I would suggest having a read of a full recent model of how macroscopic commutativity arises, such the Allahverdyan et al (2011). Environmental Decoherence is actually not the dominant reason for classicality. Equilibration processes, thermalisation and the contraction of the algebra of...
In String theory for example, if we have a background spacetime with metric ##\eta## then any other classical metric ##g## is generated from coherent states of spin-2 excitations upon this background.
It would be extraordinarily difficult to treat QFT for finite times. To even say there are ##N = 2## particles at finite time would be difficult for an interacting theory where multiparticle states are only defined at asymptotic times. States at finite times would not strictly have a particle...
OP another word to look for is "line bundle". It's essentially the same thing as a scalar density bundle under a different name. Many abstract treatments of QM will talk about how the wavefunction is a section of a line bundle.
Sorry I meant "experimentally absent" in that paragraph, I was clearer in the following paragraph:
So quantum theory predicts we shouldn't detect interference effects for most macroscopic objects, correctly models those that do such as SQUIDS and correctly derives the material constants of...
There's no resolving this in this thread. Simple question insists/believes Nature must be deterministic. Morbert and vanhees71 are pointing out that our most successful physical theory is stochastic.
This is no different from demanding a mechanical exposition of the aether for electromagnetism...
But don't coarse graining and decoherence predict the absence of interference effects for macroscopic collective coordinates? In addition quantum condensed matter correctly derives the macroscopic physical properties (e.g. friction, dielectric and many other coefficients).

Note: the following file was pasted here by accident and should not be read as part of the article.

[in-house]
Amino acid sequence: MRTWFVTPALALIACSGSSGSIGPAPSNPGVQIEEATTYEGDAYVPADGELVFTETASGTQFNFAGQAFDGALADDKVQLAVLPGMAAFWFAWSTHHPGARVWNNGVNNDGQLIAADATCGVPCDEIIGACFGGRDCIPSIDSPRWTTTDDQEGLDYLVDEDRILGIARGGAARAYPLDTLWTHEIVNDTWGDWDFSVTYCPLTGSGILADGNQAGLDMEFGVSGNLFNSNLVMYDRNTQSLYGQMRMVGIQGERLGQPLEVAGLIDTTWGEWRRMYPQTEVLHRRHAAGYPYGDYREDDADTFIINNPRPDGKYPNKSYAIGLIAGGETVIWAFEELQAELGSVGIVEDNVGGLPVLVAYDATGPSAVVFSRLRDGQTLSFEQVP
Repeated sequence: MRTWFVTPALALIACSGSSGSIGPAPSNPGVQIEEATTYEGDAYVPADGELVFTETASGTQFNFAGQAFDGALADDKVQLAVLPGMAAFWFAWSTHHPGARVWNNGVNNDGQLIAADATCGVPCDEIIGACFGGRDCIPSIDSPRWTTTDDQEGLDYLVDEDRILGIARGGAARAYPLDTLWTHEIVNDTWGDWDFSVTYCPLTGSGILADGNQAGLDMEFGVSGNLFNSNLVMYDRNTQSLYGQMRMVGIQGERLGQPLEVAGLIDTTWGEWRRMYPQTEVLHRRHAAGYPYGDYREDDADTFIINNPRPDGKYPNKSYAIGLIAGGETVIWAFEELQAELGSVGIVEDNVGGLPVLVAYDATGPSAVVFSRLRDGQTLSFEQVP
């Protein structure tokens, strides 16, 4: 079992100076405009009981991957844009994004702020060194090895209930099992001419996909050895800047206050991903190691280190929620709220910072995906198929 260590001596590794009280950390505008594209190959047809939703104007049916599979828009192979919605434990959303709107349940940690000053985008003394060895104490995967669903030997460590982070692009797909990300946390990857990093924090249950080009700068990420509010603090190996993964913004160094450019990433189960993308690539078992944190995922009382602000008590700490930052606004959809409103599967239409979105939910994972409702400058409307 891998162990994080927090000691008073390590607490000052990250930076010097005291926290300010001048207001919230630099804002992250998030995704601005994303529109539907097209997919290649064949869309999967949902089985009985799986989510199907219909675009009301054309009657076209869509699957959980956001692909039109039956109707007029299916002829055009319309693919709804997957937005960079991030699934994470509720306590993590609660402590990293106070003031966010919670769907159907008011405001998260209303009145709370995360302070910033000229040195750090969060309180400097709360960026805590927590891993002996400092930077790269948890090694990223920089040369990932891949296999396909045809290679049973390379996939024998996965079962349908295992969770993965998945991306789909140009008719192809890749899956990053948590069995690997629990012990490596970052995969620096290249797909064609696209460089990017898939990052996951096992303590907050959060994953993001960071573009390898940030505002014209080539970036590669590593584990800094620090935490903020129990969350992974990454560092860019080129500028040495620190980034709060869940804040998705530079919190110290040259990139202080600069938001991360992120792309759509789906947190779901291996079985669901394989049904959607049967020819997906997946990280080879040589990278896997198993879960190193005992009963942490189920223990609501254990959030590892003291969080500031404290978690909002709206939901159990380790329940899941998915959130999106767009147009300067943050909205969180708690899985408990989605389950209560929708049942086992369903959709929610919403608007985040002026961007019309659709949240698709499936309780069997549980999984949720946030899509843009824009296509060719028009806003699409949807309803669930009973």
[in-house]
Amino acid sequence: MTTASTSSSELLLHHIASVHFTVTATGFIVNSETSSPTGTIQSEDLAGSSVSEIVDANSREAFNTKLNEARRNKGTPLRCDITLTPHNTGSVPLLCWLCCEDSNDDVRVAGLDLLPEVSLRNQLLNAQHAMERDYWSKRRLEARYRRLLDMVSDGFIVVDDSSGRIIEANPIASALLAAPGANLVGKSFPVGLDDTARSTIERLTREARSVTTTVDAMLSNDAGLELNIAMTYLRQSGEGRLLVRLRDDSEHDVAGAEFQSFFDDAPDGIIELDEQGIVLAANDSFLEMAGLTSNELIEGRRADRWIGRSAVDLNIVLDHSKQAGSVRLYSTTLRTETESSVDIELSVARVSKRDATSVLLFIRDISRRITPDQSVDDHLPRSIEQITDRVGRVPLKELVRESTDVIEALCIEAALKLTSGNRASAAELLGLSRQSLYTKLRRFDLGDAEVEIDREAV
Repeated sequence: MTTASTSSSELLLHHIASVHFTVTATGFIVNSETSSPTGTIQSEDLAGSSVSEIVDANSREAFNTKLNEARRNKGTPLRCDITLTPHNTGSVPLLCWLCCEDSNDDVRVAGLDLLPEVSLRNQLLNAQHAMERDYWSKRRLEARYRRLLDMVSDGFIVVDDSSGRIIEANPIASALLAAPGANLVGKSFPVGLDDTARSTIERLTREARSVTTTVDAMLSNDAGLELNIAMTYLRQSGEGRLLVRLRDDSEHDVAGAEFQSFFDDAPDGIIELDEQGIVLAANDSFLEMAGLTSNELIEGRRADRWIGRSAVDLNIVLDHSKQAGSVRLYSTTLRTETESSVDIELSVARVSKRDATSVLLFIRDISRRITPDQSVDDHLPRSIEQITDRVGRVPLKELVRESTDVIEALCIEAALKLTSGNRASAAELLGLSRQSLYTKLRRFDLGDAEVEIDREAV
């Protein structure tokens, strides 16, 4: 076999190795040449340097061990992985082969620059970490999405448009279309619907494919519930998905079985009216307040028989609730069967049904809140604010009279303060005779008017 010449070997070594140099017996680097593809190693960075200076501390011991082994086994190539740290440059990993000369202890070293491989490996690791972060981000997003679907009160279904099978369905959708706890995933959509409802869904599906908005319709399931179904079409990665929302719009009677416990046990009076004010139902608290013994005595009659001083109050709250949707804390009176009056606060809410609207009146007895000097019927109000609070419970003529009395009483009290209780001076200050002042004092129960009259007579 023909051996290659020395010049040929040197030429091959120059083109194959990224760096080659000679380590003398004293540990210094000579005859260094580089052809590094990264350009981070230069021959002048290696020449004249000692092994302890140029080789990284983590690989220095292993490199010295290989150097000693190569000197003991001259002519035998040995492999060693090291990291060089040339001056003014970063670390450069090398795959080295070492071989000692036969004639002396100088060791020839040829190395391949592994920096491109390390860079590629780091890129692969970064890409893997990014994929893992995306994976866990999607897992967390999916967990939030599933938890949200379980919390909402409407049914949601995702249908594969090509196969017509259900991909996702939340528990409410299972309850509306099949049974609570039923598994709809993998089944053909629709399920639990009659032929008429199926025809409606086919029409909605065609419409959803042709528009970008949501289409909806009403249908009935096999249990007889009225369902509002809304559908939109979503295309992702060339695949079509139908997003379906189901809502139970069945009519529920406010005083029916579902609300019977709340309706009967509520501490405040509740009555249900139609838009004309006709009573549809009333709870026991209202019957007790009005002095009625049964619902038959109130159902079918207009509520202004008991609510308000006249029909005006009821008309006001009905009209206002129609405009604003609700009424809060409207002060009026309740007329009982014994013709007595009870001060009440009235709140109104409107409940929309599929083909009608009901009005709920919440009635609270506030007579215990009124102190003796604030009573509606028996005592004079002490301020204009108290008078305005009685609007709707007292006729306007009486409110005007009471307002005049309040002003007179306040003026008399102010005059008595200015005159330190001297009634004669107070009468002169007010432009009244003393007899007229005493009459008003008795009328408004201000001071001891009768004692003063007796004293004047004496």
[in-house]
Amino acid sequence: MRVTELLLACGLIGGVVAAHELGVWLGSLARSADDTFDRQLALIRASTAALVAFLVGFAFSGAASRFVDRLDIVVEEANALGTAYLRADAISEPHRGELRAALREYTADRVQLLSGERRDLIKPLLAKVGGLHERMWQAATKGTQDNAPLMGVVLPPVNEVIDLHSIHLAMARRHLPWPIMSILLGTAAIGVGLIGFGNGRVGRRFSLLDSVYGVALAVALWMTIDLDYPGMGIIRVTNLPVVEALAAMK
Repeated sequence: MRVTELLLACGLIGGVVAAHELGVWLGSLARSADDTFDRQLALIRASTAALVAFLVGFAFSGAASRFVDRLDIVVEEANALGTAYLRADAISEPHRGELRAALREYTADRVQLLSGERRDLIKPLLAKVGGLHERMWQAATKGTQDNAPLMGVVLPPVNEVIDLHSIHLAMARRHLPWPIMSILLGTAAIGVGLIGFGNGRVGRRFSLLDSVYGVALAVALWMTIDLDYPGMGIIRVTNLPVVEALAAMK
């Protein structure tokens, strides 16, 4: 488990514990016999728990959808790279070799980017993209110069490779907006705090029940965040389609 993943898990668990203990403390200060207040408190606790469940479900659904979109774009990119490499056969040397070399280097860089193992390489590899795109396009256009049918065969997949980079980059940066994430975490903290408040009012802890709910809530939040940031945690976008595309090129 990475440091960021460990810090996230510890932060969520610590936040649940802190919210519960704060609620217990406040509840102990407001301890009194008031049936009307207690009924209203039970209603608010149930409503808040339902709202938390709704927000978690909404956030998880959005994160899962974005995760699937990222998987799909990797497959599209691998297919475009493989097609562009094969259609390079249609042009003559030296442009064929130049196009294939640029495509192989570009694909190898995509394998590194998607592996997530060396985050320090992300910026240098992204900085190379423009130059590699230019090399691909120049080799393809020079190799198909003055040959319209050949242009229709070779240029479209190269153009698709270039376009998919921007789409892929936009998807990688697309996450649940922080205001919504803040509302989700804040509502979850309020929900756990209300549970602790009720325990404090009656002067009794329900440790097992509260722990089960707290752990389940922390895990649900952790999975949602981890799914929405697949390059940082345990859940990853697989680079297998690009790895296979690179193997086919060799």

So the predictions of...
He's matching a general form of the full three dimensional wave-function to the form established for its restriction to the xy plane containing the lattice.
Zurek has some fun papers modelling Hyperion, a moon of Saturn, with QM:
Zurek, W.H.: Pointer basis of quantum apparatus: Into what mixture does the wave packet collapse? Phys. Rev. D 24, 1516–1525 (1981)
Zurek, W.H.: Environment-induced superselection rules. Phys. Rev. D 26, 1862–1880 (1982)...
Well QM and QFT are stochastic theories. Morbert and vanhees71 are just saying it gives you the probability of an outcome, it doesn't tell you which specific outcome occurs. Nobody has a theory that actually tells you which outcome occurs.
Thanks for that. What a lovely paper. Given the above and your like of Ballentine, I think you might enjoy Talagrand's new book on QFT where he really digs deep into representations of the Poincaré group. He treats even massive Weyl Spinors.
I think A. Neumaier might be asking how the outcome being definite at the detector is modelled quantum mechanically, i.e. where in the model of the atom+detector is this definiteness seen.
I only read Ballentine recently thanks to this forum. A really good text, wished I'd had it as an undergraduate. I loved the section on state tomography.
Well first of all just that. Everybody knows the name, but himself as an actual person is rarely discussed in the history of physics, which is odd because I think it's one of the more interesting stories. Outside of that he was the first to make major progress in the treatment of the...
It's also interesting how there are many people who were a major influence on the emerging theory, but don't get included in the folk story. For example Jordan, Majorana, Kramers, etc.
I think it's a common tendency to concentrate history into a few "mythic" figures.
Well in his essays Bohr never mentions collapse. The closest he gets is discussing filtering, that's about it.
This is no different from the history of physics in general though. Even in Classical Mechanics the "folk history" is completely different from the actual history of what Langrange...